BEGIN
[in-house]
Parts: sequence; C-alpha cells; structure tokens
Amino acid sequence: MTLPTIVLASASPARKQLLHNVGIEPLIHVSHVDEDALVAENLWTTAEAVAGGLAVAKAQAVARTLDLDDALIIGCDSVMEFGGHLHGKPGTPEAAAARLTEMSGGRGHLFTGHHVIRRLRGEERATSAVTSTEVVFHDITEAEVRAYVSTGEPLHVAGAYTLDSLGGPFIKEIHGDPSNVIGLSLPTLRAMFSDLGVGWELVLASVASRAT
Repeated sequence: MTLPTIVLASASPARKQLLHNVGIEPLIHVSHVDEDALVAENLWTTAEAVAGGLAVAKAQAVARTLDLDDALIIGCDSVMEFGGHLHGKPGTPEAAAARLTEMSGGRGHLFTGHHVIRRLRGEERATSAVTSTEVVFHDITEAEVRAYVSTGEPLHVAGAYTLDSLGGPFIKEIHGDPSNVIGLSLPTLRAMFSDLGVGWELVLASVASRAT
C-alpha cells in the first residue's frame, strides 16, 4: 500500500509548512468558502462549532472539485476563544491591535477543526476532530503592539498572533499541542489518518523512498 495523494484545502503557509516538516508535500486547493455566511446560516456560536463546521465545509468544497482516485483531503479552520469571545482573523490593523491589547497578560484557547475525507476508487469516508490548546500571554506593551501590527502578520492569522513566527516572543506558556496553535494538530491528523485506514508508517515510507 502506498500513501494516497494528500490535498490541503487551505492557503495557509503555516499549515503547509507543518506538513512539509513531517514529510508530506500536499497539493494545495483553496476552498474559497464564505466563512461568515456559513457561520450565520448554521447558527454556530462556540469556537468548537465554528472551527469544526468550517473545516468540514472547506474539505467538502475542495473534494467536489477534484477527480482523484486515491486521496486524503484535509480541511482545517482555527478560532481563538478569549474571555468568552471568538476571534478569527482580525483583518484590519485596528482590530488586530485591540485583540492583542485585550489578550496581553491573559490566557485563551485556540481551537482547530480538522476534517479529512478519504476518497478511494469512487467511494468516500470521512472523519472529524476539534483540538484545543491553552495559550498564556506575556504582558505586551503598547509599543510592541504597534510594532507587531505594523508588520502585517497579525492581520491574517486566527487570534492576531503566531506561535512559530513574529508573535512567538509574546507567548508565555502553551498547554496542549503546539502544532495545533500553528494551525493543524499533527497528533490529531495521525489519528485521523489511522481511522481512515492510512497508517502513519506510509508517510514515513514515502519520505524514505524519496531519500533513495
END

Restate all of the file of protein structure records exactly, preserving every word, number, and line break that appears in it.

[in-house]
Parts: sequence; C-alpha cells; structure tokens
Amino acid sequence: MTLPTIVLASASPARKQLLHNVGIEPLIHVSHVDEDALVAENLWTTAEAVAGGLAVAKAQAVARTLDLDDALIIGCDSVMEFGGHLHGKPGTPEAAAARLTEMSGGRGHLFTGHHVIRRLRGEERATSAVTSTEVVFHDITEAEVRAYVSTGEPLHVAGAYTLDSLGGPFIKEIHGDPSNVIGLSLPTLRAMFSDLGVGWELVLASVASRAT
Repeated sequence: MTLPTIVLASASPARKQLLHNVGIEPLIHVSHVDEDALVAENLWTTAEAVAGGLAVAKAQAVARTLDLDDALIIGCDSVMEFGGHLHGKPGTPEAAAARLTEMSGGRGHLFTGHHVIRRLRGEERATSAVTSTEVVFHDITEAEVRAYVSTGEPLHVAGAYTLDSLGGPFIKEIHGDPSNVIGLSLPTLRAMFSDLGVGWELVLASVASRAT
C-alpha cells in the first residue's frame, strides 16, 4: 500500500509548512468558502462549532472539485476563544491591535477543526476532530503592539498572533499541542489518518523512498 495523494484545502503557509516538516508535500486547493455566511446560516456560536463546521465545509468544497482516485483531503479552520469571545482573523490593523491589547497578560484557547475525507476508487469516508490548546500571554506593551501590527502578520492569522513566527516572543506558556496553535494538530491528523485506514508508517515510507 502506498500513501494516497494528500490535498490541503487551505492557503495557509503555516499549515503547509507543518506538513512539509513531517514529510508530506500536499497539493494545495483553496476552498474559497464564505466563512461568515456559513457561520450565520448554521447558527454556530462556540469556537468548537465554528472551527469544526468550517473545516468540514472547506474539505467538502475542495473534494467536489477534484477527480482523484486515491486521496486524503484535509480541511482545517482555527478560532481563538478569549474571555468568552471568538476571534478569527482580525483583518484590519485596528482590530488586530485591540485583540492583542485585550489578550496581553491573559490566557485563551485556540481551537482547530480538522476534517479529512478519504476518497478511494469512487467511494468516500470521512472523519472529524476539534483540538484545543491553552495559550498564556506575556504582558505586551503598547509599543510592541504597534510594532507587531505594523508588520502585517497579525492581520491574517486566527487570534492576531503566531506561535512559530513574529508573535512567538509574546507567548508565555502553551498547554496542549503546539502544532495545533500553528494551525493543524499533527497528533490529531495521525489519528485521523489511522481511522481512515492510512497508517502513519506510509508517510514515513514515502519520505524514505524519496531519500533513495